Romantic Europe: The Virtual Exhibition

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A message from Alice Rhodes, BARS European Engagement Fellow (University of York)

Dear all,

Hopefully you’re staying safe and well in these challenging times. 

As many of us move our teaching and research online, we’d like to draw your attention to Romantic Europe: The Virtual Exhibition (RÊVE) as a digital resource to use both with your undergraduate and graduate students and in your own research.

From inkstands, books, and travelling cases to trees, clouds, and volcanos, RÊVE brings together iconic objects of Romanticism from across Europe alongside original commentary and cutting-edge research from academics and heritage professionals around the world. 

We’re now releasing new exhibits every Friday and you can follow us on Twitter (@euromanticism) for updates on our latest posts. We’d also love to hear how you’re making use of the exhibition in online teaching, whether it’s to explore the materiality and geography of Romanticism, as a research tool, a model for writing or research tasks, a creative prompt, a way of thinking about collections, curation and the way that objects speak to one another, or something else entirely.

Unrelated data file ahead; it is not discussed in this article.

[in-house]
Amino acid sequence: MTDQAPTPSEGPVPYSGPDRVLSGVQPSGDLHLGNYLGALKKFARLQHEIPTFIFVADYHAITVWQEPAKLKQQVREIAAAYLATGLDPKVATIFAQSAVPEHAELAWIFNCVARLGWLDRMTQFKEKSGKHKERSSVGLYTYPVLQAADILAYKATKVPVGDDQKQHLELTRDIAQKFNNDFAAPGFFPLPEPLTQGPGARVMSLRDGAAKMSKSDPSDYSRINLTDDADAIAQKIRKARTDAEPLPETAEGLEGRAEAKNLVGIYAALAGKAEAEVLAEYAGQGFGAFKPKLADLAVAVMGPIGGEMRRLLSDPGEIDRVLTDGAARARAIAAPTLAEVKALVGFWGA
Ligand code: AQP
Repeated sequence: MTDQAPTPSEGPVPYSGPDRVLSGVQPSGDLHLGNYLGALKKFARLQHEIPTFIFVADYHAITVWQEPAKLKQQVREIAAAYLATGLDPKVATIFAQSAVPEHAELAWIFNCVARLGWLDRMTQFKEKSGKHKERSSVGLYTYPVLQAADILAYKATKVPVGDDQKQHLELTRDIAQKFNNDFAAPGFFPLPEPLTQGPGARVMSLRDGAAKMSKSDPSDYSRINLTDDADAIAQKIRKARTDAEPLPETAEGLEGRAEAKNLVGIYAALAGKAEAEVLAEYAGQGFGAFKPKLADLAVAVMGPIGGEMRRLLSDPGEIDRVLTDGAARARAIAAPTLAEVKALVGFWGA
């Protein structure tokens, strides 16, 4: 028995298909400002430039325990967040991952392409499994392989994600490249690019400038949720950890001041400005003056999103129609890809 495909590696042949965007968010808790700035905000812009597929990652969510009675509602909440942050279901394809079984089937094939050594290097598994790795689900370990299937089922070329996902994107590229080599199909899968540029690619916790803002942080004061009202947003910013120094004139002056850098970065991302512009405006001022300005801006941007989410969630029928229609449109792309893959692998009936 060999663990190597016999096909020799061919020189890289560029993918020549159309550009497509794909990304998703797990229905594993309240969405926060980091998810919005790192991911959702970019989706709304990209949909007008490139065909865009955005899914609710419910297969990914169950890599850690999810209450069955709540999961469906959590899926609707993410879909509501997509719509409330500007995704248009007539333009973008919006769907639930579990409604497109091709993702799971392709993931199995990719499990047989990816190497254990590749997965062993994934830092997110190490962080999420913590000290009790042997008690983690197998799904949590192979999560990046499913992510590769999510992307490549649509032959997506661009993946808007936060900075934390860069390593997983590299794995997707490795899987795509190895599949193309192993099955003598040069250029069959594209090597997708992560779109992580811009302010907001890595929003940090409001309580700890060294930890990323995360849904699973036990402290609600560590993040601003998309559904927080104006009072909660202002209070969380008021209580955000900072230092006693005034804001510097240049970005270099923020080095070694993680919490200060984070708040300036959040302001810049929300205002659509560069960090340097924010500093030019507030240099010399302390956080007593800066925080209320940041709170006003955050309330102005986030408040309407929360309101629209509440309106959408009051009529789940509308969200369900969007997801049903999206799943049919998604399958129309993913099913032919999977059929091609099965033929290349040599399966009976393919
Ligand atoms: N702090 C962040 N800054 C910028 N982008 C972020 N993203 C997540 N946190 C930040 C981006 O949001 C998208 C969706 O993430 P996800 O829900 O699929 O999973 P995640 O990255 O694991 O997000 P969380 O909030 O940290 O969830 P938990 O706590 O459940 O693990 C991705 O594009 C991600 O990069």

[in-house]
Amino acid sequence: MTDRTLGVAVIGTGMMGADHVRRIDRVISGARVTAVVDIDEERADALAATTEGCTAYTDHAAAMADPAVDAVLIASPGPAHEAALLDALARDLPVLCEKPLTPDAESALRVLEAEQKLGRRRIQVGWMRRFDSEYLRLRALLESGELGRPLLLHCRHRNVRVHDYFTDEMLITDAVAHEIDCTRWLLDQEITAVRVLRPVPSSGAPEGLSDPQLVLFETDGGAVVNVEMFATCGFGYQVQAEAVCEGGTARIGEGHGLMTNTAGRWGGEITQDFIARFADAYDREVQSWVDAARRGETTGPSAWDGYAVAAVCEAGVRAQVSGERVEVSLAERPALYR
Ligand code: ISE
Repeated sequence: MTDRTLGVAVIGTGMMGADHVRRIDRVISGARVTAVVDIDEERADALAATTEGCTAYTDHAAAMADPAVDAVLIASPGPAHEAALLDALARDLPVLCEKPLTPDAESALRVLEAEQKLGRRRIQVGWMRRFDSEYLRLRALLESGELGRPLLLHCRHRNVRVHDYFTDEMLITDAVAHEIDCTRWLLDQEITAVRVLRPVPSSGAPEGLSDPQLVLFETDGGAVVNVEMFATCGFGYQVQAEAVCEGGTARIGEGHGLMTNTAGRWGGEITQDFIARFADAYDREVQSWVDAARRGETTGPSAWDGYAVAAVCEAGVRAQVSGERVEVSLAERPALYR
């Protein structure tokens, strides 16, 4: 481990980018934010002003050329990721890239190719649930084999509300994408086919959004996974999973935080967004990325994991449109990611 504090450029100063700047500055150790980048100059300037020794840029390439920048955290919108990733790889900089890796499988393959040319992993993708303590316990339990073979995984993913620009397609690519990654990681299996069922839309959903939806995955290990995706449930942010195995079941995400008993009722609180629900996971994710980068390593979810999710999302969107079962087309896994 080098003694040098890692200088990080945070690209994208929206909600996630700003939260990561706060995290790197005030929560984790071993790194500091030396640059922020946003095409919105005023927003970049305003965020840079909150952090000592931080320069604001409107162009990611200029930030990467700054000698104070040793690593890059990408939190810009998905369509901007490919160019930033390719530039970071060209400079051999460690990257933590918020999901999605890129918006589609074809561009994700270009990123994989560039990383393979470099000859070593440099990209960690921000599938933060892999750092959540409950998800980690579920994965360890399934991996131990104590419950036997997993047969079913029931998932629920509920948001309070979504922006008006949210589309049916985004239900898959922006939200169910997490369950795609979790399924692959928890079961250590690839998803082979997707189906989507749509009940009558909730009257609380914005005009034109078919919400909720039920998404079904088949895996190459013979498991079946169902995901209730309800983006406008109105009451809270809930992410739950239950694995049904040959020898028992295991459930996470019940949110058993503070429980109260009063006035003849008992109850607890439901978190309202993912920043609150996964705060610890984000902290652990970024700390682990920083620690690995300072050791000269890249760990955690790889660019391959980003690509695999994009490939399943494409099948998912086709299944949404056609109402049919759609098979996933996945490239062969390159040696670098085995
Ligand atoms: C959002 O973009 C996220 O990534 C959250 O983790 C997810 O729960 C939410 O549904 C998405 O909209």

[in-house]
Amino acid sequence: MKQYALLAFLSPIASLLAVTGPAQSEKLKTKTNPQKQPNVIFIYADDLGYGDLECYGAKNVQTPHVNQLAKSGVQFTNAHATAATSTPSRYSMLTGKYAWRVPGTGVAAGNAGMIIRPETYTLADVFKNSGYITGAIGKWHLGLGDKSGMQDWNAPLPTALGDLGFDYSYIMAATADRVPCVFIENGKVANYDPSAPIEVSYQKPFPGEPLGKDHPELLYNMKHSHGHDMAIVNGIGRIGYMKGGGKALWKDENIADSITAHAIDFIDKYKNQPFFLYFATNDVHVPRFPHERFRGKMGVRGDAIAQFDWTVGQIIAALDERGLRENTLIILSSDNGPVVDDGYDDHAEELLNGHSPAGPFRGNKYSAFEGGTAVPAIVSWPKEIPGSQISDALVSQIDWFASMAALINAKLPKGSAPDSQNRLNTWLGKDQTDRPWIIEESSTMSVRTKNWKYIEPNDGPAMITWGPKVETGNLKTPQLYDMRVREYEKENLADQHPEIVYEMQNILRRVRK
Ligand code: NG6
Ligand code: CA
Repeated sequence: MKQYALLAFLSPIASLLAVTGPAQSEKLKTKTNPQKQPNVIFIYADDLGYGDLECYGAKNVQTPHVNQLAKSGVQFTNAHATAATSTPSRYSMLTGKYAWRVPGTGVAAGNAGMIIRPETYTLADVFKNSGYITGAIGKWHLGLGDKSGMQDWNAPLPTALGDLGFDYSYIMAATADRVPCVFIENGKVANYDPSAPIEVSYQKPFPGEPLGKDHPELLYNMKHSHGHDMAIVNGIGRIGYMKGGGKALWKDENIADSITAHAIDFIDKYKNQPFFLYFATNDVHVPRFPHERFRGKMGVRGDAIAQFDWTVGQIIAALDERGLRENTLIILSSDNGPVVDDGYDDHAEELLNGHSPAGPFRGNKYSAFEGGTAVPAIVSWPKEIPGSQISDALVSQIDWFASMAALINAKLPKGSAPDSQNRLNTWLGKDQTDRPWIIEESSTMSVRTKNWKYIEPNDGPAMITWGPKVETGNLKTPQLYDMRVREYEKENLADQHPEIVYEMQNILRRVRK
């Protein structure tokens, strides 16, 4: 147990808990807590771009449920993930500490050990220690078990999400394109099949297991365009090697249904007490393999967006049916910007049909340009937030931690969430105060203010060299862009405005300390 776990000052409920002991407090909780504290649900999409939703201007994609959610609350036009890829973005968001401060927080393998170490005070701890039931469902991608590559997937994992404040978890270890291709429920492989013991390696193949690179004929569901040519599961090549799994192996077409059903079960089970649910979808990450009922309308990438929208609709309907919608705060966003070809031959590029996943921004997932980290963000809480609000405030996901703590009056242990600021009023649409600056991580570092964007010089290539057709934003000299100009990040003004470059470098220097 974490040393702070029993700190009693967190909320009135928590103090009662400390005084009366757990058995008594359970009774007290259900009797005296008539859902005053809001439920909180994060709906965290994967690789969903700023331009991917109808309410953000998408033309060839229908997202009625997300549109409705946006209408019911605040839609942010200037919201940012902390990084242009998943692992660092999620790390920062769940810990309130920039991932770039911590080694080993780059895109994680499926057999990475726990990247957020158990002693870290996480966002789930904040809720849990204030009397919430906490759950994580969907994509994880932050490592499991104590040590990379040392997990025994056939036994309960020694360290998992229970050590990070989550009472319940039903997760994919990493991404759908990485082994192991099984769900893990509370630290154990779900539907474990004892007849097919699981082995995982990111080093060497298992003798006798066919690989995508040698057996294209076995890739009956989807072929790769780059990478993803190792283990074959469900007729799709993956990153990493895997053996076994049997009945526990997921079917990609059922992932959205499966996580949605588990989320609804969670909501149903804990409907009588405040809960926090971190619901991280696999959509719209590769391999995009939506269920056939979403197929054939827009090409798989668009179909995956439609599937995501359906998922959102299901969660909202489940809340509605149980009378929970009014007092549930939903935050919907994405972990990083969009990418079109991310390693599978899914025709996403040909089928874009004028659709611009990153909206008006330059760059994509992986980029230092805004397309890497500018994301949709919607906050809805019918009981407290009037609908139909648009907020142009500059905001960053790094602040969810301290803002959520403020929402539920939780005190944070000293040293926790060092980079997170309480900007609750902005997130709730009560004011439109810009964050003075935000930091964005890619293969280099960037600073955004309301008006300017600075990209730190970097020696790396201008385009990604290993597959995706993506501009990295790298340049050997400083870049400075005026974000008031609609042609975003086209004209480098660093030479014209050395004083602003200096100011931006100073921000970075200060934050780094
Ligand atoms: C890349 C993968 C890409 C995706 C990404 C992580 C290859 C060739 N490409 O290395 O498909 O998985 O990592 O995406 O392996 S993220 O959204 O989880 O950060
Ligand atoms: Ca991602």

Last but not least, we’re delighted to announce the release of the first in our series of bi-weekly collections. The collections are designed to bring together individual exhibits from locations across Europe to facilitate productive juxtapositions and conversations. They are meant to make it easier to use the virtual exhibition. They are also meant to serve as a model for how users might themselves construct their own collections from within the virtual exhibition more generally. 

Our first collection, Romantic Authorship features “Petrarch’s Inkstand” by Nicola J. Watson, “The Table of Inkwells” by Jean-Marc Hovasse, “Adam Mickiewicz’s Tie Pin” by Małgorzata Wichowska, “Lord Byron’s Autograph at the Castle of Chillon” by Patrick Vincent, “Sir Walter Scott’s Elbow Chair: The Seat of Power” by Kirsty Archer-Thompson and “Two pages from Dorothy Wordsworth’s Grasmere Journal” by Jeff Cowton and can be viewed here